ALERT, in partnership with the Zimbabwe Parks and Wildlife Management Authority and Lion Encounter Zimbabwe, initiated the Zambezi Hyena Project.
Large mammal carnivores play an important role in maintaining a balance between the ungulate population and the environment. However, when carnivore numbers increase, certain age classes of the ungulate population can be negatively affected. Spotted hyena, contrary to popular thought, do hunt extensively and predate mainly on the juvenile age class, although they will also take down adult animals. Spotted hyena are the most common and abundant large mammal predator in many African ecosystems and their impact on prey species, and other carnivores, can therefore be significant.
In Zimbabwe’s Zambezi National Park, and surrounding areas, it has been hypothesized that the ungulate population shows an imbalance in the population structure, with under-representation in the lower age classes, possibly due to a large spotted hyena population. In addition, reports have been received that hyena are significantly involved in livestock predation in nearby human-populated areas. Further, hyenas in large numbers exert pressure on other large mammal predators, and their kleptoparasitic habit of appropriating kills just made by other carnivores such as wild dog, cheetah and lions, can have an adverse effect on the recruitment and condition of these carnivores.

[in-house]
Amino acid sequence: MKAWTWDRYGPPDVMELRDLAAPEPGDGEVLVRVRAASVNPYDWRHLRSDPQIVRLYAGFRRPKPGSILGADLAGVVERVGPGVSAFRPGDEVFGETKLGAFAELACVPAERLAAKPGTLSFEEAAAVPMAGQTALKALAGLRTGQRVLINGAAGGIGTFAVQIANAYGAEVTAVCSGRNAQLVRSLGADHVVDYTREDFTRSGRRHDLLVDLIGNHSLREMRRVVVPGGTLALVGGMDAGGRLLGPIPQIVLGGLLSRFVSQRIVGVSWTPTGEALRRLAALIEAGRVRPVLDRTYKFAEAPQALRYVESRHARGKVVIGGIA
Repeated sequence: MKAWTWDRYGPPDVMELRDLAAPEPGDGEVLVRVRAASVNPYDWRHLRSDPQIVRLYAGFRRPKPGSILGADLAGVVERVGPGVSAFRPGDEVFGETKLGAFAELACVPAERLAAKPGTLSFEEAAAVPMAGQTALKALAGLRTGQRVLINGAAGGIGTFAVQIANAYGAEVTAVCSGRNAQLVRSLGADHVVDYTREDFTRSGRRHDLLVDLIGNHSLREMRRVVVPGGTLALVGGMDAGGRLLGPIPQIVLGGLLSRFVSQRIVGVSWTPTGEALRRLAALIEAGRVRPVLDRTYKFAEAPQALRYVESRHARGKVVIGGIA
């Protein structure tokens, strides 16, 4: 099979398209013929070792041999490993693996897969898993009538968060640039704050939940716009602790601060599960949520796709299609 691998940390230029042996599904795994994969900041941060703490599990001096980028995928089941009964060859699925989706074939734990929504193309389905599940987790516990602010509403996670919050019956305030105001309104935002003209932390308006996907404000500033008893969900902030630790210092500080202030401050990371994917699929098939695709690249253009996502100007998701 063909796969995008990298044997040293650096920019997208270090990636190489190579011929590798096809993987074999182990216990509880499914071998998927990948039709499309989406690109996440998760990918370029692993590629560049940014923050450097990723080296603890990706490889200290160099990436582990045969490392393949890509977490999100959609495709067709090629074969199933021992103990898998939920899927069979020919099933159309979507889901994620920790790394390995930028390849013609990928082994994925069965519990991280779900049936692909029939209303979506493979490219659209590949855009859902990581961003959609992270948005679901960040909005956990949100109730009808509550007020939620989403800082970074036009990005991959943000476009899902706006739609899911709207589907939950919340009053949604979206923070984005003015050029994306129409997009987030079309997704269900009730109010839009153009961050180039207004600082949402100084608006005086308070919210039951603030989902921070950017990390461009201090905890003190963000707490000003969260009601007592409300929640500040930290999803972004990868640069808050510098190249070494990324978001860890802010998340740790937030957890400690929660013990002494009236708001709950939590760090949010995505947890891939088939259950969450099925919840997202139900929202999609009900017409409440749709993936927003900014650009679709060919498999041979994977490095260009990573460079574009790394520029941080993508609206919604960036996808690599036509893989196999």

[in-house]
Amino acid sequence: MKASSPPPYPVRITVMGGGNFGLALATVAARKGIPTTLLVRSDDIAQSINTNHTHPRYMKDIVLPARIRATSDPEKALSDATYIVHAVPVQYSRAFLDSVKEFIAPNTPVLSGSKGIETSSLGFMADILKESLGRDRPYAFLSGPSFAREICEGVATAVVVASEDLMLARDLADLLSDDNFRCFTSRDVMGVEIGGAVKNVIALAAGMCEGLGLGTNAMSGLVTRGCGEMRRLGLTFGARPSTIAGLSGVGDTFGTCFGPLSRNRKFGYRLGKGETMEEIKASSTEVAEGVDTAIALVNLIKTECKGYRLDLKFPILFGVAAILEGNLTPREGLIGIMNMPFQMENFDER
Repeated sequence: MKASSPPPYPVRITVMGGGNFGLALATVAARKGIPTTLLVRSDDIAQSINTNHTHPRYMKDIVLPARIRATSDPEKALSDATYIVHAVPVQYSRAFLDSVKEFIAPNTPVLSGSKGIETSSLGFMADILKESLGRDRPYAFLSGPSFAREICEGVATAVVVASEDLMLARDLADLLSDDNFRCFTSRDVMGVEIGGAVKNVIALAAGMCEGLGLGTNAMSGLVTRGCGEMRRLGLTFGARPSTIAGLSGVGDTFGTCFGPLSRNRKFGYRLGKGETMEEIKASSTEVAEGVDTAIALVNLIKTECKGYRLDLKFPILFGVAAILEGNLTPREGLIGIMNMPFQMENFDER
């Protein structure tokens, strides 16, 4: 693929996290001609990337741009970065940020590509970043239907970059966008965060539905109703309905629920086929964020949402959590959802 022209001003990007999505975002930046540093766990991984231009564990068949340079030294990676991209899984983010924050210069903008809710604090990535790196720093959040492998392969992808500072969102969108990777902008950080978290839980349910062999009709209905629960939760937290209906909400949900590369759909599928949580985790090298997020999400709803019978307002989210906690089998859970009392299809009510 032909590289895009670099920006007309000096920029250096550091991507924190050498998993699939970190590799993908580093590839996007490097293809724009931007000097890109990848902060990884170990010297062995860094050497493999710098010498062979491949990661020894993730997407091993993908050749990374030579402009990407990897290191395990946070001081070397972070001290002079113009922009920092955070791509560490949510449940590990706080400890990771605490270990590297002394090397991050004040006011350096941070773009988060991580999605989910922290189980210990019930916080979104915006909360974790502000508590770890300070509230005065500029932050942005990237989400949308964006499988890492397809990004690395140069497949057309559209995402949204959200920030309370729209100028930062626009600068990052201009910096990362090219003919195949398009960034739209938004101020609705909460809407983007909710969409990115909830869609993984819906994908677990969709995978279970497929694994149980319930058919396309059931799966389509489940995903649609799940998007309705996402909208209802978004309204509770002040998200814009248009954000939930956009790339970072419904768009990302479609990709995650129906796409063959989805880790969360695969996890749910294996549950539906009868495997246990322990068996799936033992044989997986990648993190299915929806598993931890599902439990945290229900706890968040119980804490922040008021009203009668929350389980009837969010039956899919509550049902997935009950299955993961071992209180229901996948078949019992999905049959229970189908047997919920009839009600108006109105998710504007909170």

To date no studies have been carried out on spotted hyena in this location and this study is looking at the population dynamics of the species to obtain data on population size, ecology, behaviour and interaction with livestock. The interaction between lions and hyena will also be studied as these two species are major competitors and are known to limit population growth within their populations. The study is expected to last at least three years and result in management recommendations to the wildlife authority.
2015: Launch of the Zambezi Hyena Project as an extension of Zambezi National Park Large Predator Assessment.